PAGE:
The University of Mississippi is funding six Achieving Equity Grants for faculty, staff, and students to advance diversity, equity, and inclusion through research and creative scholarship.

First funded in 2020, the competitive seed grant program explores challenges common to UM and other institutions where the knowledge gained will lead to advancements in community and campus climate issues.

“The quality of the projects for the 2021 Achieving Equity Grant competition was outstanding,” said Shawnboda Mead, interim vice chancellor for diversity and community engagement. “The increased level of interest during this cycle is testament to the robust scholarly activity that is happening on our campus, specifically related to diversity, equity, access and inclusion.”

Sixteen UM faculty, staff and student investigators will contribute to the six projects that cover a broad range of issues where equity gaps exist. The projects are funded by the Office of the Provost and managed by the Office of Research and Sponsored Programs in collaboration with the Division of Diversity and Community Engagement.

“We were thrilled to see the high level of interest in our faculty to better understand a wide variety of diversity, equity and inclusion issues and challenges,” said Josh Gladden, vice chancellor for research and sponsored programs. “We look forward to seeing the outcomes of these projects and stand ready to help all faculty interested in diversity, equity and inclusion scholarship seek funding to build and support impactful programs.”

The projects are funded for activity periods of six months to two years, and their budgets range from $1,000 to $10,000.

One of the awardees is Simone Delerme, an associate professor of anthropology and the McMullan Associate Professor of Southern Studies, is the principal investigator of a team conducting an oral history project that documents how immigrants are incorporated into the sociopolitical and economic lives of communities that were not traditional migration destinations. The oral history project will be conducted with business owners on Summer Avenue in Memphis and will be linked to national immigration issues via the Hostile Terrain 94 exhibit scheduled for fall 2021 on the University of Mississippi campus. Carolyn Freiwald, an associate professor of anthropology, serves as co-principal investigator on the project, which is titled “Crossing Borders and Boundaries: Migration in the Mid-South.”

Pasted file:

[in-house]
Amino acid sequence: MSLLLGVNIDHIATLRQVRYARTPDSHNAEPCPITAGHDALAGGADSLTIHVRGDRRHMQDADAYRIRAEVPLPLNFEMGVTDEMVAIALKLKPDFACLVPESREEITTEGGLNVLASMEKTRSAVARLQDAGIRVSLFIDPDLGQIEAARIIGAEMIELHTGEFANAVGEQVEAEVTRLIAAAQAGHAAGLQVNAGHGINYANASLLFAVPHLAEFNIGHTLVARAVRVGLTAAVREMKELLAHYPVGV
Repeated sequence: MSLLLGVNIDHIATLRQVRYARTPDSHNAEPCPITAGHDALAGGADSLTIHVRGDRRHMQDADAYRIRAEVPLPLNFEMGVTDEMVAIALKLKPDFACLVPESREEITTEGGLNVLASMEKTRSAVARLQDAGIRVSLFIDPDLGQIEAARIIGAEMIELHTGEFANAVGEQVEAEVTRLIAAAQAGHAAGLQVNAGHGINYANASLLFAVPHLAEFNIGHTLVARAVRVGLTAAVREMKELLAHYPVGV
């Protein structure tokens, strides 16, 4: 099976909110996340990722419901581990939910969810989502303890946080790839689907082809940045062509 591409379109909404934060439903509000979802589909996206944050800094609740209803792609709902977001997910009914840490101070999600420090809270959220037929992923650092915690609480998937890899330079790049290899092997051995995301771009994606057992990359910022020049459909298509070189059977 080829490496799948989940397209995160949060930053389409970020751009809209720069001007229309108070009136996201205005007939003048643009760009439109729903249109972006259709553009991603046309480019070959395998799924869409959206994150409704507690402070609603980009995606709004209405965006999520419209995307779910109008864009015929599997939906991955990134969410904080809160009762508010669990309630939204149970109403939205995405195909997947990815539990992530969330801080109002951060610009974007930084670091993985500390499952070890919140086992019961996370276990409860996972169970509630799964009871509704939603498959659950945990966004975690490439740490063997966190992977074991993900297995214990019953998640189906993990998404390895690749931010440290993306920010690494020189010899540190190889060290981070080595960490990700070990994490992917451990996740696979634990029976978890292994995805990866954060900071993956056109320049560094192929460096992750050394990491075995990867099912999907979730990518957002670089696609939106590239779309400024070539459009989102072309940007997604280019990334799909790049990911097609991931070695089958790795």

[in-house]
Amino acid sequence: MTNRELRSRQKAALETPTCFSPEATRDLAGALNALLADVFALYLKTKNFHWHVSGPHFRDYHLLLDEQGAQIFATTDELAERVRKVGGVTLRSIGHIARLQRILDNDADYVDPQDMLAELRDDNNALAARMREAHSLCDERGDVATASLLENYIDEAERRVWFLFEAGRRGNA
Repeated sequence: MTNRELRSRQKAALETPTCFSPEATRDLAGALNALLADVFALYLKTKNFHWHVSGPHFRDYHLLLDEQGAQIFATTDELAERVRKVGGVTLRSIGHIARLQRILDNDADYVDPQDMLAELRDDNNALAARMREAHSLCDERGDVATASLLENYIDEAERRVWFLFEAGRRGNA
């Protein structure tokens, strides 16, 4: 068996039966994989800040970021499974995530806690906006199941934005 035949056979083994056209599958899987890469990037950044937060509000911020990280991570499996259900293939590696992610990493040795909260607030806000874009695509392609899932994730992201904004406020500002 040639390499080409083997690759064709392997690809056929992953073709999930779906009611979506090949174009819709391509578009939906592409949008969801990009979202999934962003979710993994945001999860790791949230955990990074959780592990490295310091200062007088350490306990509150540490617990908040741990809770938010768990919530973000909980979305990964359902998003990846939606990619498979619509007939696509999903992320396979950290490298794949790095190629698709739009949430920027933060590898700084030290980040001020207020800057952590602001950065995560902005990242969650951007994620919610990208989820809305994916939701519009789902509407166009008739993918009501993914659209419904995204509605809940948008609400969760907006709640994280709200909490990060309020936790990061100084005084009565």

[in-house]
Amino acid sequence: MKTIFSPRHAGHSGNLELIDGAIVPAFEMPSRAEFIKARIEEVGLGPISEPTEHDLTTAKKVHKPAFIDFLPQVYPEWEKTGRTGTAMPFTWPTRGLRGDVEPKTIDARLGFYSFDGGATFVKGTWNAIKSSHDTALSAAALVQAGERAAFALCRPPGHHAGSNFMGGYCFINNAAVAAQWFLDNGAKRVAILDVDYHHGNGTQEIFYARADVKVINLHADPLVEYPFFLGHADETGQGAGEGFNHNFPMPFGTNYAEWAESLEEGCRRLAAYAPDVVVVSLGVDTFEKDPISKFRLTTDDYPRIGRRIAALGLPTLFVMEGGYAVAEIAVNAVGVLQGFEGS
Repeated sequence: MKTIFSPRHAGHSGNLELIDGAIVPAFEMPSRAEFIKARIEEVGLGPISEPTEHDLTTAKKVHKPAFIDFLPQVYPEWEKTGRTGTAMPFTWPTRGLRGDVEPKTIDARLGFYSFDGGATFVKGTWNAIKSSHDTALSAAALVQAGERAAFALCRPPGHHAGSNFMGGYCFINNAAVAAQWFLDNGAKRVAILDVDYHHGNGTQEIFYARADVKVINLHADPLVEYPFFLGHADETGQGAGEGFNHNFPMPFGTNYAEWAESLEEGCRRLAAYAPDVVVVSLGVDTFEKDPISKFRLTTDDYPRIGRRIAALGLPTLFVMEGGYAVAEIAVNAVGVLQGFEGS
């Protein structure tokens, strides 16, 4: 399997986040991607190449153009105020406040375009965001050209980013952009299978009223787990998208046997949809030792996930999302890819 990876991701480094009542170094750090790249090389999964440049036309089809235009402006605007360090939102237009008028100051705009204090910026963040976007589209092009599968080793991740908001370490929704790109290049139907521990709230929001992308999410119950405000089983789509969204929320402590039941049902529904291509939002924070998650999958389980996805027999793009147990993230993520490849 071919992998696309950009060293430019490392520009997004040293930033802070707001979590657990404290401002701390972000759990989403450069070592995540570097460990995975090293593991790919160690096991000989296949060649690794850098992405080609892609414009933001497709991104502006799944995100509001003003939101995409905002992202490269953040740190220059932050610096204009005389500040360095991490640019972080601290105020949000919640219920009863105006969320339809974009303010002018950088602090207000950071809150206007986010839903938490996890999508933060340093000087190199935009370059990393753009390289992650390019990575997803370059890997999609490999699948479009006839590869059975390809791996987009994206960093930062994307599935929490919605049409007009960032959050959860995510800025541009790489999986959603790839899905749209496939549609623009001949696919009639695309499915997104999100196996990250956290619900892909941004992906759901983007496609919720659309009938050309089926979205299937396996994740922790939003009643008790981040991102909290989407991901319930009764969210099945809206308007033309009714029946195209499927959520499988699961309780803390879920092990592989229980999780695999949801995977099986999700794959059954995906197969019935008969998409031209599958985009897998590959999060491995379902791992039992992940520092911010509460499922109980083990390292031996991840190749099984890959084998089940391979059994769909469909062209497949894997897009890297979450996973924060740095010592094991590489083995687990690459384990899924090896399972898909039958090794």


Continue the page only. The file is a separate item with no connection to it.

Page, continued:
Other awardees include Hannah Allen, Brian Droubay, Georgianna Mann, Alicia Stapp, and Peter Wood.

Fourteen proposals were received. Three external reviewers with general expertise and experience in diversity and equity issues reviewed each of the 14 proposals. Informed by these reviews, the vice chancellors of Research and Sponsored Programs and Diversity and Community Engagement made the final selections.

“The projects proposed by this year’s recipients are critically important for addressing a range of pressing issues and inequities,” Mead said. “I am looking forward to seeing the outcome of their commitments, which are central to fostering inclusivity at our university, within the state and throughout the world.”

The Office of Research and Sponsored Programs also is committed to working with the investigators to seek the level of external funding required to expand and amplify the impacts of these efforts.

Some of the agencies and organizations proposed for external funding include the National Science Foundation, National Endowment for the Humanities, Bower Foundation, W.K. Kellogg Foundation, American Psychological Foundation and Mississippi Department of Education.

Last year, seven professors were awarded four grants through the program.

Written by Shea Stewart